Pharmacological agents for prevention of pruritus in women undergoing Caesarean delivery with neuraxial morphine: a systematic review and Bayesian network meta-analysis. British journal of anaesthesia Singh, P. M., Sultan, P., O'Carroll, J., Blake, L., Carvalho, B., Singh, N. P., Monks, D. T. 2023


Neuraxial opioids provide effective analgesia for Caesarean delivery, however, pruritus can be a troubling side-effect. Effective agents to prevent pruritus are needed. Our objective was to perform an updated systematic review and network meta-analysis to provide clinicians with a comparison of relative efficacy of available interventions to reduce the incidence of pruritus, induced by either intrathecal or epidural single-shot morphine, in women undergoing Caesarean delivery.Databases systematically searched (up to January 2022) included PubMed MEDLINE, Web of Science, EBSCO CINAHL, Embase, LILACS, and two Cochrane databases. We included randomised, controlled trials involving adult female patients undergoing Caesarean delivery. We pooled trials comparing interventions used for preventing pruritus after Caesarean delivery and performed a Bayesian model network meta-analysis.The final primary network included data from comparisons of 14 distinct interventions (including placebo) used to reduce the incidence of pruritus in 6185 participants. We judged five interventions to be 'definitely superior' to placebo: propofol, opioid agonist-antagonists (neuraxial), opioid antagonists, opioid agonist-antagonists (systemic), and serotonin antagonists. For the network evaluating the incidence of severe pruritus (warranting additional therapeutic treatment of pruritus), data were available for 14 interventions (including placebo) in 4489 patients. For this outcome, we judged three interventions to be 'definitely superior' to placebo: dopamine antagonists (neuraxial) and systemic and neuraxial opioid agonist-antagonists.Our analysis found several interventions to be effective in reducing the incidence of pruritus. Although sub-hypnotic doses of propofol appear to have an antipruritic effect, replication of this finding and further investigation of optimal dosing are warranted.PROSPERO (CRD42022367058).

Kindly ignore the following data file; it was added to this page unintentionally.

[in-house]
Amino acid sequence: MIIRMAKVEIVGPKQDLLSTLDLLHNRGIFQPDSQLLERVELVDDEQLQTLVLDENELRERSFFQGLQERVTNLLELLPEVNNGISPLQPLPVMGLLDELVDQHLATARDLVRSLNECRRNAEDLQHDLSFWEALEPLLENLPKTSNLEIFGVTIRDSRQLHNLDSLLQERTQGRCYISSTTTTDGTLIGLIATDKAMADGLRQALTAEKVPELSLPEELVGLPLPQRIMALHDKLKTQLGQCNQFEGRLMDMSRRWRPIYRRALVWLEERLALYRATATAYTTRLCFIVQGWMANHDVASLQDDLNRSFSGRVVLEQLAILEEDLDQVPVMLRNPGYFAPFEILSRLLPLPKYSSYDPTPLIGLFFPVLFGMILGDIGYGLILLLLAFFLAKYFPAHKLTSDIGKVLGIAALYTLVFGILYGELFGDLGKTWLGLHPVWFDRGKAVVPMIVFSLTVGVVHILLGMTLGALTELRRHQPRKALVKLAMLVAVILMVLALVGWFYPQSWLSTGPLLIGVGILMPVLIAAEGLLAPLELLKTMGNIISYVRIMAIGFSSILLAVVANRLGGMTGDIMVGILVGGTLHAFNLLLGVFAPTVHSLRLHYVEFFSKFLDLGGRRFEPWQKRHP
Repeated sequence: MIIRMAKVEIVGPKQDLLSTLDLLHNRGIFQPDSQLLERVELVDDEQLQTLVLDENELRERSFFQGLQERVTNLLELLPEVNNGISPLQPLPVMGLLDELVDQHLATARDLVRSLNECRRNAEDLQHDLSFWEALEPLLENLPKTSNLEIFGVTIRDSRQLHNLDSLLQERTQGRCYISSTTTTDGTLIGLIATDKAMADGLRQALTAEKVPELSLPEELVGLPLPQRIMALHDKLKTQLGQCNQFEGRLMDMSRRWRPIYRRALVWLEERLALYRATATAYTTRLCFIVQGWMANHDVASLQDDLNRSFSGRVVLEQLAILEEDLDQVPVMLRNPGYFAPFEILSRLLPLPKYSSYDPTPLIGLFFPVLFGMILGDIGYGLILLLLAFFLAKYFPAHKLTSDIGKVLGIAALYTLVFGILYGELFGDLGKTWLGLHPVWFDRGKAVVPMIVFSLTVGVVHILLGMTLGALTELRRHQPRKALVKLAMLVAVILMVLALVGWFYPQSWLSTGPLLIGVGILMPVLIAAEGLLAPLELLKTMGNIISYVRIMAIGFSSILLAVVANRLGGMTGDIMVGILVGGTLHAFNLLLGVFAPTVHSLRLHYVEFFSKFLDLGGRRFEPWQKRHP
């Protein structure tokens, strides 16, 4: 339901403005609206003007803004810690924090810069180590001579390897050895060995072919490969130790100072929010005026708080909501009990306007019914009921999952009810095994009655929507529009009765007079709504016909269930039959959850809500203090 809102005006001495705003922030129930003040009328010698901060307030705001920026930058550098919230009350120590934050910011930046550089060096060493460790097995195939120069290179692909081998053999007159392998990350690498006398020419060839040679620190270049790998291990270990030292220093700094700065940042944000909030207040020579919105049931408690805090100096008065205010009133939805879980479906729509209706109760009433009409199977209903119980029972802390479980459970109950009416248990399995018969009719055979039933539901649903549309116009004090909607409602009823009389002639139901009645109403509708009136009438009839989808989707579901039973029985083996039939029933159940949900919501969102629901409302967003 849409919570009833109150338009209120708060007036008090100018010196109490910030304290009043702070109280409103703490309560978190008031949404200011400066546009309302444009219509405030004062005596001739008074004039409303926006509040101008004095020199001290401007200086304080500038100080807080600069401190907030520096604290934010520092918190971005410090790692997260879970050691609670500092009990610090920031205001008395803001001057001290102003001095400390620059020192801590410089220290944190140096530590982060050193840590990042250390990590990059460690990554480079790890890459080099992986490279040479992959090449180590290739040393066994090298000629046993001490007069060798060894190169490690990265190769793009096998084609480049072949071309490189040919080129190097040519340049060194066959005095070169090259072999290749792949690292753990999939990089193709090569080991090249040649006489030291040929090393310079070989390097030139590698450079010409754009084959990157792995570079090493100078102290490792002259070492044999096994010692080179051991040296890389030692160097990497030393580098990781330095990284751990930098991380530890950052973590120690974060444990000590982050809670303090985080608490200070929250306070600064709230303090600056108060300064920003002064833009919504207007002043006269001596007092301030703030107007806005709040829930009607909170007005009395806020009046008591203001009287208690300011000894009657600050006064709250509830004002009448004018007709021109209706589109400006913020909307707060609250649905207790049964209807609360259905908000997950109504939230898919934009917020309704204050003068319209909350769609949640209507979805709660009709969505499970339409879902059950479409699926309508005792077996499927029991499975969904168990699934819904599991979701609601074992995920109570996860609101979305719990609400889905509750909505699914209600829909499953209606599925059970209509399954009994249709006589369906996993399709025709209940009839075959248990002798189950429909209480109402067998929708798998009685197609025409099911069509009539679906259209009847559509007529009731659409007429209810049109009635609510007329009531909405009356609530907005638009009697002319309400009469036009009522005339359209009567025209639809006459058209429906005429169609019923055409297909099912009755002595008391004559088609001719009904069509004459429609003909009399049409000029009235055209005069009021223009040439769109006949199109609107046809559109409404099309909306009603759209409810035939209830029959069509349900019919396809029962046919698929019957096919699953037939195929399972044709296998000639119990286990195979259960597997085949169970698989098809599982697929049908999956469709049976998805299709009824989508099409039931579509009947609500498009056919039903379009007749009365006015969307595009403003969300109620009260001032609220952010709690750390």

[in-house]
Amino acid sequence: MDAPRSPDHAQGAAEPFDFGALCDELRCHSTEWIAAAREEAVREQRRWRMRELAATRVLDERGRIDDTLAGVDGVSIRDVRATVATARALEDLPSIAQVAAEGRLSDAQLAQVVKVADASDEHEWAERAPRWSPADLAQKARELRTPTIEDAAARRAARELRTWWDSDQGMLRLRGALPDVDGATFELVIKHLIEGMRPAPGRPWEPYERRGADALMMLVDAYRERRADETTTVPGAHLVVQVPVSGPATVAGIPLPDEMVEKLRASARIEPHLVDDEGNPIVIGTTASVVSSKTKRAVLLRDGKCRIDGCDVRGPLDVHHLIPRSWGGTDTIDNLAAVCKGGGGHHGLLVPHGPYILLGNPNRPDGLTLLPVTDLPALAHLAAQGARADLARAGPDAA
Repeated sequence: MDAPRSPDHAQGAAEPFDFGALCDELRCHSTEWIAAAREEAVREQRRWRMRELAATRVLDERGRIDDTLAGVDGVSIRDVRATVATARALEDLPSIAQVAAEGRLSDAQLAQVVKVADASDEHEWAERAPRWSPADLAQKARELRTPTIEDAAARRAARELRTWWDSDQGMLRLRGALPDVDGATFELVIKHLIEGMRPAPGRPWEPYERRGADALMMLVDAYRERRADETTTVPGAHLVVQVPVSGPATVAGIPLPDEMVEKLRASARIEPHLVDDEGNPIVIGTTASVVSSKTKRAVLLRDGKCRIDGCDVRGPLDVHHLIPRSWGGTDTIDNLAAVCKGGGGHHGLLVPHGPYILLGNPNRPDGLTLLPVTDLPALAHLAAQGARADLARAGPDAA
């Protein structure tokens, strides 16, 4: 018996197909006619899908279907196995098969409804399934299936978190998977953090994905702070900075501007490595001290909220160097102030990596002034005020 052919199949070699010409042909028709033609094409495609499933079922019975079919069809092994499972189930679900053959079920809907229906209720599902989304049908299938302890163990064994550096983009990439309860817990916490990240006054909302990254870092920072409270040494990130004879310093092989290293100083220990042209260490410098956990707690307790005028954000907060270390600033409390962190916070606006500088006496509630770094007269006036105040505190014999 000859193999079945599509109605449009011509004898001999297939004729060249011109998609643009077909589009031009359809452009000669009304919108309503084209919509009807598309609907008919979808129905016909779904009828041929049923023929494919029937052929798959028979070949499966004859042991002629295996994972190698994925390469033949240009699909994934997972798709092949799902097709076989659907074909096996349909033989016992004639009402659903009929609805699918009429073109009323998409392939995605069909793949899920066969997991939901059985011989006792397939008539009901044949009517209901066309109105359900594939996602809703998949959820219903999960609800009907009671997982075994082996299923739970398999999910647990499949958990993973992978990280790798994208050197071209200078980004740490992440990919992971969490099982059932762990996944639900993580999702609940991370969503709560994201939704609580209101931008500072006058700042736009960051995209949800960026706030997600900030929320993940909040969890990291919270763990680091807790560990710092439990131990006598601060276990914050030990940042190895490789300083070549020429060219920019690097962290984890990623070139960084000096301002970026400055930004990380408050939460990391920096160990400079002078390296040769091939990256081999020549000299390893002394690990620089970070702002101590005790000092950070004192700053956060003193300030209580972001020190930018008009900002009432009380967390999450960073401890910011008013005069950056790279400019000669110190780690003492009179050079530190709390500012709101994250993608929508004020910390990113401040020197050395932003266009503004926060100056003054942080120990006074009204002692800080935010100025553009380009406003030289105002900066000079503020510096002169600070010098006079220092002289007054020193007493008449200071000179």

View details for DOI 10.1016/j.bja.2023.05.028

View details for PubMedID 37455197